The Finnish magazine Maine (published in Finnish by Edita) asked me recently to write their monthly 'Guru' article on the changes and challenges facing journalism. I'd like to share my first draft here, and invite you all to mail me comments, feedback and other stuff you feel I should include (or exclude).

(working title): Journalism, Reinvent Thyself! (Word count: 969)

Just like society needs criminals and wars in order to maintain itself over time, journalism needs scandals and disruptive technologies in order to continuously re-: think about Great Britain in the peaceful post-WWII era or the profession of journalism in most Western democracies during the seemingly successful heydays of the late 1980s. In such a stagnant situation, social order is threatened to the point of collapse. In Great Britain this enabled a surge of regionalism and 'new' nationalism with Welsh, Scottish and northern Irish people reclaiming independence, resulting in increasing violence, economic upheaval and ultimately toppling governments. In journalism, the last two decades can be typified by the meteoric impact of digitalization and the World Wide Web, as well as by an increasingly fast-paced commercialization and conglomeration process affecting media industries and practices across the globe. In this essay I argue that this is what these social systems desperately need.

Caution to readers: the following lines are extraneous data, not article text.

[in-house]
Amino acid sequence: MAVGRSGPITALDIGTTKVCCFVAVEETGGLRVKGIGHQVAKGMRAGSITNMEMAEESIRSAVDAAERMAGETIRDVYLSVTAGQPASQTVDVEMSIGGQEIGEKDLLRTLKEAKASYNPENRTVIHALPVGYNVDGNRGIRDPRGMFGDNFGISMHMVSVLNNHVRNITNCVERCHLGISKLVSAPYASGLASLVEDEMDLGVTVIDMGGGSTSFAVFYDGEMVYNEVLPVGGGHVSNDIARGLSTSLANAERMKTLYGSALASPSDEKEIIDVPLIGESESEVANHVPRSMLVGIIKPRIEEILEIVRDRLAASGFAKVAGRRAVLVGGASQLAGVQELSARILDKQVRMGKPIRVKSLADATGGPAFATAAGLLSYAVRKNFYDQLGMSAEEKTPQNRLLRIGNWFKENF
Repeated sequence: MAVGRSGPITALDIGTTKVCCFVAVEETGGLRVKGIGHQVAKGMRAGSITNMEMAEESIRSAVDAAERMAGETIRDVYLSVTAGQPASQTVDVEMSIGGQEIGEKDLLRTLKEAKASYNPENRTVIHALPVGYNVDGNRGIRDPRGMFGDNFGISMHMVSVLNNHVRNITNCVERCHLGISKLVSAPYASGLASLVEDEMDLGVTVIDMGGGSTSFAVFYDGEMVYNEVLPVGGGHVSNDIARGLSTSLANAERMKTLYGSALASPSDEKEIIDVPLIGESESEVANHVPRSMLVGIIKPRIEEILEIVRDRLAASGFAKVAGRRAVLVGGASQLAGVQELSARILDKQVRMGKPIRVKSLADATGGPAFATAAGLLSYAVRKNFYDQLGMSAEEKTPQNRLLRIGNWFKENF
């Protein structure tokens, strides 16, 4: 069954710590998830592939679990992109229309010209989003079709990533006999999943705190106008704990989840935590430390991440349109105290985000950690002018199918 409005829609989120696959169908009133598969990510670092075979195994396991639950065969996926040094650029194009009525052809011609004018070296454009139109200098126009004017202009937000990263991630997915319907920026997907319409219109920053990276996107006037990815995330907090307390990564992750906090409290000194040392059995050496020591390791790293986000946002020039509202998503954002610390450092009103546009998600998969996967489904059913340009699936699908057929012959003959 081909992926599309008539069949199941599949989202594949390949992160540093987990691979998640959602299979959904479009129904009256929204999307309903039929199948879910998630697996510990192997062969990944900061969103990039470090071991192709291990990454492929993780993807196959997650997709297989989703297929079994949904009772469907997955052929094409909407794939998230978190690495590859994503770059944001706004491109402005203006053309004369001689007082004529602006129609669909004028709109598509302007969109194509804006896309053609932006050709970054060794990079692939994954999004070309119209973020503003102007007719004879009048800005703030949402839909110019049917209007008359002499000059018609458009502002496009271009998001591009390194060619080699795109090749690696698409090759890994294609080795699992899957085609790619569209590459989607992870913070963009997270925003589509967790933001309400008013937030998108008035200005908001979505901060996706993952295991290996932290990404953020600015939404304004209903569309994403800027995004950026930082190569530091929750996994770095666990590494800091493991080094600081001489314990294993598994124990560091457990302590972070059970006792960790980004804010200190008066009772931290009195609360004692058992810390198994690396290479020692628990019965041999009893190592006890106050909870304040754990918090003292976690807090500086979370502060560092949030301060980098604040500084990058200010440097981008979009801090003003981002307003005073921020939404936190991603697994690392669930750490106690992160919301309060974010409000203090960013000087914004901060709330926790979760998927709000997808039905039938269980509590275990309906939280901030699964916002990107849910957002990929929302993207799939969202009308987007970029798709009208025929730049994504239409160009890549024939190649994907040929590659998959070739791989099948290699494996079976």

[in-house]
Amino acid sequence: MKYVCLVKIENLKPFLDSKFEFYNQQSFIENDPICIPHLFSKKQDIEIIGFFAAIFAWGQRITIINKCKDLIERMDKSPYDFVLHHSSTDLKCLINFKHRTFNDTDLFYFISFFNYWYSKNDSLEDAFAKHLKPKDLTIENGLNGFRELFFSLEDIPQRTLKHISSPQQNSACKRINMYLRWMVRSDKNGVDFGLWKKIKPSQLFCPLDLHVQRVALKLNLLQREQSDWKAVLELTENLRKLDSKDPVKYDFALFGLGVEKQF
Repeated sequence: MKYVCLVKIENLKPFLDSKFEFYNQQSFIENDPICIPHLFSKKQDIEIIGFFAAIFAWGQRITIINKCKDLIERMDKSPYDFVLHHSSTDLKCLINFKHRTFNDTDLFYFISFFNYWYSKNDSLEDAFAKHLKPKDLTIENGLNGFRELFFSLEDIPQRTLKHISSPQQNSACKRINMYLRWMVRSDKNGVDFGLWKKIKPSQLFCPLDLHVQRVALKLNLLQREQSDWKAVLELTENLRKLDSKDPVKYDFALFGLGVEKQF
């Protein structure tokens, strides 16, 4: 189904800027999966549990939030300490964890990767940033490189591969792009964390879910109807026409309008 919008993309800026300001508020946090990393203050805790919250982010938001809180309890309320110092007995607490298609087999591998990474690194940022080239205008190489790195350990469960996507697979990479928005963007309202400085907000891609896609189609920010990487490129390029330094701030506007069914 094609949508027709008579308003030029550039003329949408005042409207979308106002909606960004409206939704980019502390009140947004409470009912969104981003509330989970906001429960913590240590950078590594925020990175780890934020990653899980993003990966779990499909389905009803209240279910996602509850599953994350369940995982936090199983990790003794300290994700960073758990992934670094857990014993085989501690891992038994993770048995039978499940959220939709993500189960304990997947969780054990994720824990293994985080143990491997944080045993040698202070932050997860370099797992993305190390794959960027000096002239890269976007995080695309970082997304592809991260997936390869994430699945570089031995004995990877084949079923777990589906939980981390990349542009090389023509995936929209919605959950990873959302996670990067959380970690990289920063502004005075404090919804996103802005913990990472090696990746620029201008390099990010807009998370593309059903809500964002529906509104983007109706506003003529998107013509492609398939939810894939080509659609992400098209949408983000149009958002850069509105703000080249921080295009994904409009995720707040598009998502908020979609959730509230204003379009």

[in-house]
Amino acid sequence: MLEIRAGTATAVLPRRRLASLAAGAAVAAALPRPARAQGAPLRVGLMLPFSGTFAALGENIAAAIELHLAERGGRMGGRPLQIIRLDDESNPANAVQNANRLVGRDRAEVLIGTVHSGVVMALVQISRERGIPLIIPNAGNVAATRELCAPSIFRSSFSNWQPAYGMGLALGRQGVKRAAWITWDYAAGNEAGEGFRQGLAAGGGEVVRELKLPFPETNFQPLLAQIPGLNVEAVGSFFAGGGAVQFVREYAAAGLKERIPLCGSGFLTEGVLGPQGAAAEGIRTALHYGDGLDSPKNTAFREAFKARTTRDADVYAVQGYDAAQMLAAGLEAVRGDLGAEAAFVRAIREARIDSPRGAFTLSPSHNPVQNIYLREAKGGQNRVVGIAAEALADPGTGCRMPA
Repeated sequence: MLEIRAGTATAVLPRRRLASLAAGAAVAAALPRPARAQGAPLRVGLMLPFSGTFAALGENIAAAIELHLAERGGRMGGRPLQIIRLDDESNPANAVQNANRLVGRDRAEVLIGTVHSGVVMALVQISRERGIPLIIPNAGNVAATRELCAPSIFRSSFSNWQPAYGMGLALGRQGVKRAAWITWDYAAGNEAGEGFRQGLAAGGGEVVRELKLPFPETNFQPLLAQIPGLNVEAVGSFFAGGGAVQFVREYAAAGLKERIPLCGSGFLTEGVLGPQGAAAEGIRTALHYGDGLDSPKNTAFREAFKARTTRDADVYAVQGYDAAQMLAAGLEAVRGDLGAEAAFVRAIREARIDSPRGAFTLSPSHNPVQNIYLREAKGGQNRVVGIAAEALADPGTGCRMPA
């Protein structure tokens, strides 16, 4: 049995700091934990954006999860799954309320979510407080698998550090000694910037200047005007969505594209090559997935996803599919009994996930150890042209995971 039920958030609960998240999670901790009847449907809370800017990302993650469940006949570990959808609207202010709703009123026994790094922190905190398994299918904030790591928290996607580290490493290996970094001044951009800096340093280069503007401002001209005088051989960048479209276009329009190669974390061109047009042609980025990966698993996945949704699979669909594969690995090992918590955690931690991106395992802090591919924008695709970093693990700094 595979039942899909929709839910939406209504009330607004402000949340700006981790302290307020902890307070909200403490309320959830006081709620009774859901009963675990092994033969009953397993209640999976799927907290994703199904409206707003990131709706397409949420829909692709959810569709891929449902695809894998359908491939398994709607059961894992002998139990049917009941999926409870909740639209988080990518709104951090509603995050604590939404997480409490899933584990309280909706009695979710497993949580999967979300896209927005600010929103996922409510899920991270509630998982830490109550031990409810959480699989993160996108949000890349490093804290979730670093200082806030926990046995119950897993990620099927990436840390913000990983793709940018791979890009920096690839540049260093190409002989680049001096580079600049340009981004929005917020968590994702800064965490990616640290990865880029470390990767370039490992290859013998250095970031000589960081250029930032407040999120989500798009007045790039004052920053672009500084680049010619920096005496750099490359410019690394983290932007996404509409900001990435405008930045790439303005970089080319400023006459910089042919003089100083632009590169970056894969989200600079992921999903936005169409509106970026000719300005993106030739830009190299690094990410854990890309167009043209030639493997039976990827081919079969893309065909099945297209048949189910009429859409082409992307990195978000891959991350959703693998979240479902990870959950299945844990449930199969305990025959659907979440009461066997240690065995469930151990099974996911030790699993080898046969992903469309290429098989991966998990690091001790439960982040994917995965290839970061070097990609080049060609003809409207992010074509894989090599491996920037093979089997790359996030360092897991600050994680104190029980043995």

Societies, industries and professions need to be in a constant state of flux in order to preserve their dominant values, norms and ways of doing things. A primary function of real or perceived changes and challenges is social maintenance: perpetuating existing power relationships and hierarchies. Yet the contemporary journalistic ecosystem offers more opportunities than just restating mantras like "the pen is mightier than the sword" or convincing us that the written word is the superior way of communicating news. Bits, bytes and pixels as well as infotainment and emo-tv have opened to the door for different definitions of journalism to enter the mainstream. These are not necessarily 'new' definitions, as journalism has always been about selling a product and marketing that product across different media. My point: by embracing convergence, by moving journalistic products online, by including more personal, inclusive, emotional (and thus more feminine) approaches to journalistic storytelling, journalism as a whole enters a constant state of flux so cherished by management gurus. If we want journalism to survive this transition in a way that is vital and crisp rather than offering audiences more of the same old, its practitioners have to be made aware of the consequences of these changes, thus enabling them - reporters, editors, managers, producers and directors alike - to find their own voice rather than merely reproducing those of powerful others that came before them.